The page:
‘If we stay, we die’ – villagers risk perilous, days-long journeys to Yangon through Rakhine conflict zone 

A roar filled the air as a military plane swept through the clear sky above Pyi Tin’s bamboo hut in Hmawbi, north of Yangon, on a recent morning.

The 39-year-old mother of four flinched in terror, then turned her gaze to the sky and tried to calm herself with the knowledge she was safe now.   

“I’m traumatised by this noise,” she told Myanmar Now as she sat on the porch of her hut, one of a number that house dozens who fled recent fighting in Chin state.  

The plane was on a training exercise from a nearby airbase, but before she fled her native village of Mi Let Wa in Paletwa township in March, the sound of aircraft meant bombs might be about to land.  

Fighting between the Myanmar military and the Arakan Army has intensified in recent months in Paletwa, which borders Rakhine state, taking a devastating toll on civilians. 

The military has launched “indiscriminate” airstrikes in the Meik Sar Wa village cluster, where Mi Let Wa sits, Amnesty International said last week. The strikes have killed at least 19 civilians, including a 7-year-old boy, and should be investigated as war crimes, the group said. 

Around 200,000 have now been forced from their homes by the fighting in Rakhine and Chin states. Many live in camps and other shelters in the region. Some, like Pyi Tin, have risked the arduous journey to Yangon along riverways, mountainous trails and roads that run directly through conflict areas.  

“We were going to die one way or another if we’d stayed. We were going to die if we got shot trying to run away,” she said. “We decided to run.” 

Temporary shelters for displaced people from Paletwa who have made it to Yangon. (Photo: Sai Zaw/ Myanmar Now)

A quiet life

Fighting between the military and AA has flared on and off since 2015, but it intensified early last year when the AA attacked a security outpost in Buthidaung. 

Just over half of Paletwa’s population of 110,000 has since been displaced, according to the Chin state government.

Before the war came to their village, which sits between the eastern bank of the Kaladan river and a range of low, jagged hills, Pyi Tin’s family enjoyed a comfortable and quiet life.

The village is mostly home to ethnically Khumi Chin people, and borders another village called Upper Mi Let Wa that is home mostly to Rakhines.

Pyi Tin and her husband, a pastor, owned three acres of land, where they grew cucumbers, rice, and sesame. Their 16-year-old son, the second oldest of four, helped to herd and feed the family’s animals – seven goats, three pigs and eight cows.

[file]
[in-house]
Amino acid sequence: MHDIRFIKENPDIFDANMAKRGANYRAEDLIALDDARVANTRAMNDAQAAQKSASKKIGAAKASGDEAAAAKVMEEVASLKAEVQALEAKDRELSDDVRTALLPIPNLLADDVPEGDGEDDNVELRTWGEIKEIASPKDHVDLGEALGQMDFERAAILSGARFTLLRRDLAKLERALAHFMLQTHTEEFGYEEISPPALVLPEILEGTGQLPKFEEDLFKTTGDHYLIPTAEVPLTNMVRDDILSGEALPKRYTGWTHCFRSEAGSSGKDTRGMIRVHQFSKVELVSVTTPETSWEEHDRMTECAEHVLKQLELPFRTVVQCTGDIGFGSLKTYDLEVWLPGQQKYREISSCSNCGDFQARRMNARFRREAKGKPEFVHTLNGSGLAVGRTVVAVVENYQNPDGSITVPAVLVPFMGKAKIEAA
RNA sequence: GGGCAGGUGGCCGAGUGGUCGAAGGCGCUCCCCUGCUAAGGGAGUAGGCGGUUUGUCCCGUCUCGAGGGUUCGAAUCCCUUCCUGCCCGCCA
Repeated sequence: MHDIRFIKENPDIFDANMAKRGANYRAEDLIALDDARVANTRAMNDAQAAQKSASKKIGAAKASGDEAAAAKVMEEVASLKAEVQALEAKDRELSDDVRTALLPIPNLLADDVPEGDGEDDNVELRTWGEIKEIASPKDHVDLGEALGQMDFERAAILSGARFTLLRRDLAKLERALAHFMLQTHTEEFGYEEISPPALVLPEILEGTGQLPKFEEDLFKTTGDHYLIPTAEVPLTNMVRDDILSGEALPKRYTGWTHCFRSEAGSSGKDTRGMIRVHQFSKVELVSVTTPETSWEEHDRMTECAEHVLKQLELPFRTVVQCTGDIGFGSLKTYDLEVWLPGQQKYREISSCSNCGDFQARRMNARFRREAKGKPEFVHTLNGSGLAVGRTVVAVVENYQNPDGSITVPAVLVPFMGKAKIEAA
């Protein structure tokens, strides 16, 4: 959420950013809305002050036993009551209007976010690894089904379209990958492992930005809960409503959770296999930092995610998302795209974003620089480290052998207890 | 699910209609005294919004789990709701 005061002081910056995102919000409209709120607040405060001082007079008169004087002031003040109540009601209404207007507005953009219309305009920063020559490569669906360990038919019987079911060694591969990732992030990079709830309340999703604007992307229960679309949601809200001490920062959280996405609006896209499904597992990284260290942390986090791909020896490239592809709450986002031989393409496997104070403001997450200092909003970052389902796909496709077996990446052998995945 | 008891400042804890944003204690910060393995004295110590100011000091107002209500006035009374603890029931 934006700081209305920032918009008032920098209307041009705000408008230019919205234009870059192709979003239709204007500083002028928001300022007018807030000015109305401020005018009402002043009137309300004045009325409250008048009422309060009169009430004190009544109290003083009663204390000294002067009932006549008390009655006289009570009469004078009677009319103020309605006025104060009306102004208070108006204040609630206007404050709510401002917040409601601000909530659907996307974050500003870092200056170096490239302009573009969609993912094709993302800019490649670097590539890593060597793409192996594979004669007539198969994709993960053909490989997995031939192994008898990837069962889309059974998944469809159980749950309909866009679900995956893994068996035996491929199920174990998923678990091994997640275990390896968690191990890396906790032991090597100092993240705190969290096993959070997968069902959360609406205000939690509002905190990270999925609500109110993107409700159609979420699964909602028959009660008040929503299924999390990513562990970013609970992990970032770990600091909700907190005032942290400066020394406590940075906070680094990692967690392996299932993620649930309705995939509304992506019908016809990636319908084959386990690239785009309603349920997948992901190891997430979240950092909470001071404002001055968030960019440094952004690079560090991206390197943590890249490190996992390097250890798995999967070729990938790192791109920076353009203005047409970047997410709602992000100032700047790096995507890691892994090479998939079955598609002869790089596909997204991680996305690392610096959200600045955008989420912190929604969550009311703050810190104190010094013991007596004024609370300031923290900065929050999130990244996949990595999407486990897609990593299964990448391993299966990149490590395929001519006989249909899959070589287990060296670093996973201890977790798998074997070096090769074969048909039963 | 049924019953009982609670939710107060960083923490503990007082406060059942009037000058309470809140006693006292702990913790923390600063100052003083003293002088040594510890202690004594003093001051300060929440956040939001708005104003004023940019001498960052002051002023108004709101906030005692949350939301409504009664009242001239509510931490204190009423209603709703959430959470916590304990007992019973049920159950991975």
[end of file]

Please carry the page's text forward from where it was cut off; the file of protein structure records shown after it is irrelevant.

They managed to save money and send all the children to school. The oldest is studying in India.

Pyi Tin, 39, sits on the porch of her bamboo hut in Hmawbi township, Yangon. (Photo: Sai Zaw/ Myanmar Now)

In January, the younger children stopped playing in the street as the sounds of gunfire, helicopters and planes became a regular feature of their lives. 

The family was trapped in the crossfire; the AA had encamped in the hills to the east of the village, while the Tatmadaw had a base to the west. 

In February, five people were injured by shells landing in the village. Pyi Tin saw one of her neighbours, a 60-year-old woman, with a severe leg injury from one of the explosions. 

The fighting also cut off transport routes, and the price of staple foods and other basics began to rise. In early March, Pyi Tin decided the family must take the risky journey to Yangon. 

But her husband didn’t want to go. If he was going to die, he told her, he wanted to be on his native land. 

Eventually, the family decided to split up. Pyi Tin would make the journey with their older son. The younger children, who are 11 and 13, would stay behind because the parents worried the journey was too dangerous for them. 

They were headed for the Khumi Evangelical Church in Shwe Pyi Thar, Yangon, which they had a connection to through the husband’s work as a pastor. The church was helping to shelter Khumi people fleeing the violence.